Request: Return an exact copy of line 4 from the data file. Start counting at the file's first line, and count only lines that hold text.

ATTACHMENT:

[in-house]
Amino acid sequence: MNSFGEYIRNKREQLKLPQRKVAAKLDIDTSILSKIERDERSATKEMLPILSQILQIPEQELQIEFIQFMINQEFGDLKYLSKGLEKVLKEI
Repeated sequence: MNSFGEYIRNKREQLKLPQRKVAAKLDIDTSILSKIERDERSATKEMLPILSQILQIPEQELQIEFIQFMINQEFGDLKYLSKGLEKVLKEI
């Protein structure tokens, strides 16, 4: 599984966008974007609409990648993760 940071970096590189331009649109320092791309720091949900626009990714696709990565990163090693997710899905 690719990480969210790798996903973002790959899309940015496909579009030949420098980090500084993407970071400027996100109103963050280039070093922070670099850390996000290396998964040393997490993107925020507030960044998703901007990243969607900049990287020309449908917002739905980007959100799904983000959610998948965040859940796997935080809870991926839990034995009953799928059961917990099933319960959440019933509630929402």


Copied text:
């Protein structure tokens, strides 16, 4: 599984966008974007609409990648993760 940071970096590189331009649109320092791309720091949900626009990714696709990565990163090693997710899905 690719990480969210790798996903973002790959899309940015496909579009030949420098980090500084993407970071400027996100109103963050280039070093922070670099850390996000290396998964040393997490993107925020507030960044998703901007990243969607900049990287020309449908917002739905980007959100799904983000959610998948965040859940796997935080809870991926839990034995009953799928059961917990099933319960959440019933509630929402």